Scots Of Spire and Throne have affinity for drubbing doom on clubbing ‘Toll of the Wound’

Of Spire and ThroneIt should be clear by now we have a real affinity for doom metal around here, especially stuff that makes us want to thrash our heads in place while sitting on a couch. That is a true accomplishment, because who wants to be active while lounging?

“Toll of the Wound,” the latest EP from Scottish doom trio Of Spire and Throne, scratches a serious itch when it comes to drubbing, deliberately delivered doom metal, and yes, I have noticed that this effort has me wanting to pound away on the coffee table in front of me when I listen to this. I do a lot of listening from the couch, also known as my office. That seriously takes something to make me feel that way. You have to know what you’re doing as a band and really be dialed into the music, and these guys don’t fail ever in that regard on this three-track basher. They hammer out the music like they’re trying to torture it slowly and with menace, and that has carried over to me every chance I’ve spent with this EP.

Of Spire and Throne coverOf Spire and Throne have been kicking around for about five years now, having released their first offering in 2010 with their self-titled demo, following that up a year later with their first EP “The Trial of Failure.” They returned in 2012 with another EP “Vagary,” contributed to a 2013 split release with Ortega on a monster of a project that’s nearly 90 minutes long, and now they have “Toll,” that is being released domestically by Broken Limbs Recordings. The folks behind this punishing band are guitarist/vocalist Ali Lauder (who also plays with death metal act Acatalepsy), bassist Matthew Davis, and drummer/synth player Graham Stewart, and for this record, they have James Plotkin mastering the music, who knows a thing or two about how to get the best and grimiest sounds out of the bands he works with such as Batillus, Conan (who would be a strong comparison to Of Spire and Throne), and Culted.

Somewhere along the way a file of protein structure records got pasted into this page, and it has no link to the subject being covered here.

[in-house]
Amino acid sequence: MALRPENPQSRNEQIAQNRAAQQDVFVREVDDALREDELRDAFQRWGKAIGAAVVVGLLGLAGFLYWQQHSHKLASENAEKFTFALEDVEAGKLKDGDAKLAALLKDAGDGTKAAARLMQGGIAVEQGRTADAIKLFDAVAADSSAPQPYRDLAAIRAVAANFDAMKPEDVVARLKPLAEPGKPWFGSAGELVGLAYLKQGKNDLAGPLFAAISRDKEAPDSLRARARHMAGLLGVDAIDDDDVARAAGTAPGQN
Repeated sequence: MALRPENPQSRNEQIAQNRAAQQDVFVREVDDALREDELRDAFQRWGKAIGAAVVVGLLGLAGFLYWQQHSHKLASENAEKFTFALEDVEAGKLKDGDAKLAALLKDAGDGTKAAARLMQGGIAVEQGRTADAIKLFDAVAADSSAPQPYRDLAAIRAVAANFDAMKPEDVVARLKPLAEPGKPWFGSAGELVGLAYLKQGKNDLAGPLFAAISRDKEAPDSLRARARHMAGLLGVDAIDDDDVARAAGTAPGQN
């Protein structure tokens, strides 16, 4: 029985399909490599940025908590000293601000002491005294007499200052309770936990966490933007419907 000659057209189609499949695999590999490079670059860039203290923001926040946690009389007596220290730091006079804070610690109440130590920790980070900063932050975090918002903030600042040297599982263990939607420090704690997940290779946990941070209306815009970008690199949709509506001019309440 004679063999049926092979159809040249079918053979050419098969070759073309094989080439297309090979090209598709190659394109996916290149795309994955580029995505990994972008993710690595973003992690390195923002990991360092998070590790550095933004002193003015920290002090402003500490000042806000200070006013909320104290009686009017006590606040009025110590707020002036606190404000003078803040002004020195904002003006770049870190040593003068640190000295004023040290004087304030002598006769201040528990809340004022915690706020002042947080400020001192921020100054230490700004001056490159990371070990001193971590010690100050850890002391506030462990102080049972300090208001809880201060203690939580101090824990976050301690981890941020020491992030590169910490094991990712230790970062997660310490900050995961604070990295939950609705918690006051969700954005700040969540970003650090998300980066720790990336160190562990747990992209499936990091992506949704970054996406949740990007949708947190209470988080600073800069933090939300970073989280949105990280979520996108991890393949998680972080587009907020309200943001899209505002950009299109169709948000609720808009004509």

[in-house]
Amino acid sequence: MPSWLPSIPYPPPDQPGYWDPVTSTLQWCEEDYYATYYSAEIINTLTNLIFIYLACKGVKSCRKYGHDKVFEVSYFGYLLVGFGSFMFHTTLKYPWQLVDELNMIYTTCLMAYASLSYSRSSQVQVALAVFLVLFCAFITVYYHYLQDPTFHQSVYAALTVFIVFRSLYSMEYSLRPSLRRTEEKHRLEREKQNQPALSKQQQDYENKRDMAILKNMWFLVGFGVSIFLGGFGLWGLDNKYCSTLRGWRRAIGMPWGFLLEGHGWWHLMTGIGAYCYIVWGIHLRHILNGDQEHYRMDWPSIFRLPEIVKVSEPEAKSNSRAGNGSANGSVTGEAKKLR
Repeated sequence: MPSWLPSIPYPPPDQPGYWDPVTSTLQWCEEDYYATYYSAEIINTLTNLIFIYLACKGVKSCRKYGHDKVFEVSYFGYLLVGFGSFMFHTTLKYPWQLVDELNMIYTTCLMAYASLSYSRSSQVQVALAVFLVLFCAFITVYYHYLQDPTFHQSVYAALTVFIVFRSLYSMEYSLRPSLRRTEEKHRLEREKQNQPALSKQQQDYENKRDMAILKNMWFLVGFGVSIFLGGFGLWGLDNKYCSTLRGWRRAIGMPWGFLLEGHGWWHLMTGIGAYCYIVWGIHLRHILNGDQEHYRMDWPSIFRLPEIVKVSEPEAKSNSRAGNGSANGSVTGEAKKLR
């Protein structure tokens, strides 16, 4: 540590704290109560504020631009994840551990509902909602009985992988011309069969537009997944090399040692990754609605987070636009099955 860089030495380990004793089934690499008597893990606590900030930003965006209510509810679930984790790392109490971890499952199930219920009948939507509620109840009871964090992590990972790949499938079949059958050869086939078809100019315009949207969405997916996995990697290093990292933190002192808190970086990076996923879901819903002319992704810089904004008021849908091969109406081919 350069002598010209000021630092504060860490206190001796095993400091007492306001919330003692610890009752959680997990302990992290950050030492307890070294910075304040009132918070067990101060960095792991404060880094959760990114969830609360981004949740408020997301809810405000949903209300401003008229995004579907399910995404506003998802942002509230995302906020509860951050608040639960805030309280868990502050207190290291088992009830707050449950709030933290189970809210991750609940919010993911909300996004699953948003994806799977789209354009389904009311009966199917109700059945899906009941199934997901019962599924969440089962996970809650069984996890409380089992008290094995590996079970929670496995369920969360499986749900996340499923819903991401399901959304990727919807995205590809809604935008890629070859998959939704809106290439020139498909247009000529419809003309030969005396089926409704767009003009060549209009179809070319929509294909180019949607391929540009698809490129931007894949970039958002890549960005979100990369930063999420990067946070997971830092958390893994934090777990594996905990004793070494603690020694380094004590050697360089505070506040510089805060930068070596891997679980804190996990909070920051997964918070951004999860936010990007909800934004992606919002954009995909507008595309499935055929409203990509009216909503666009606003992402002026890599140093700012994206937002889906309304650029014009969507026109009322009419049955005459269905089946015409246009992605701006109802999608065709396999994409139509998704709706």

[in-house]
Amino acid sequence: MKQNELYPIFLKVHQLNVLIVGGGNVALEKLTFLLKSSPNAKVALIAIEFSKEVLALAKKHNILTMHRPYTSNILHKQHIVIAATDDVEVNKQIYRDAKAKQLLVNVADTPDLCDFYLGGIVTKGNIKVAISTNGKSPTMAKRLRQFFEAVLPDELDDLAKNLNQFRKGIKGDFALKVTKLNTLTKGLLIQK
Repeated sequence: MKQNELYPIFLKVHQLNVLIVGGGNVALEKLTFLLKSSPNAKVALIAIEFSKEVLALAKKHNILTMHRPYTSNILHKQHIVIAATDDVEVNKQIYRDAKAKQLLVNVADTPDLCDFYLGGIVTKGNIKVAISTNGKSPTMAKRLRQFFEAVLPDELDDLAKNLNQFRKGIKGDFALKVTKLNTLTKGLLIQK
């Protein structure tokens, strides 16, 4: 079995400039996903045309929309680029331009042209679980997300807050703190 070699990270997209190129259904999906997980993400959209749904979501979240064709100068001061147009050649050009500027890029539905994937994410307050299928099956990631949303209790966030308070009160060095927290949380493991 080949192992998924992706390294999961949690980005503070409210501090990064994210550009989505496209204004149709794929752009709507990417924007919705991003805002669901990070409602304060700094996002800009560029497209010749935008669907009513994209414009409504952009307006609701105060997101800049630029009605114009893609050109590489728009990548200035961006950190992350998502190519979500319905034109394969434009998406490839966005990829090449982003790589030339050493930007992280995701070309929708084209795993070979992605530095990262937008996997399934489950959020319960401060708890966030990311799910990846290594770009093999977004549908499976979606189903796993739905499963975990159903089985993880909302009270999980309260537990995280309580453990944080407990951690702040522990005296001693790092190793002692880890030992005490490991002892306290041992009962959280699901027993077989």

The EP kicks off with “Legacy,” that has strong, poking lead guitar work that steers into the first severe mauling the band dishes out over this 30-minute monster of a release. The band just pounds you over and over again, in a drawn-out, calculated fashion, and the vocals are savage and grisly the whole way around. Toward the end of the song, noise greets the sludgy madness and continues to ring out for most of the rest of the track, making the final moments feel like utter obliteration. “Tower of Glass” is a lengthy instrumental, opening with sticks tapping and cymbals crashing, then working into slow rumbles, boiling chaos, and a thick fog of sound that could suffocate. It’s like a walk through damp woods in the fog while you aimlessly try to find your way to some sort of safe haven.

Closer “Cascading Shard” runs 12:47, the longest track on here by a few minutes, and is more penetrating doom, feedback-rich static, and grim vocals that drip with evil intent. Not to beat this point into the ground, but they once again mete out furious punishment that continues to bash you about the head and body, never relenting, and never offering any mercy. And it’s a really satisfying feature of the band, because they have such a strong grasp of this approach and don’t seem too worried about what they destroy. The back end has the guitars slipping into smoking drone that continues to torture the rest of the way. Eventually some lead lines show some swagger, and the sweltering ending leaves you exhausted. You will know you have been in a struggle once this EP is over, and you’ll need some time to get your strength back.

Of Spire and Throne always leave my doom metal needs satisfied. If you need hooks and big riffs that sound like they emanated from someone’s druggy inhibitions, you won’t really find that here. “Toll of the Wound” is tougher and burlier than those bands’ work, and my guess is you’d walk away with severe hearing damage if you witnessed them live. This is the artistic expression of a massive beating, one that adds another strong band to the collection of those who want their doom to hurt and bruise. I wonder what these barbarians could do with a full-length record.

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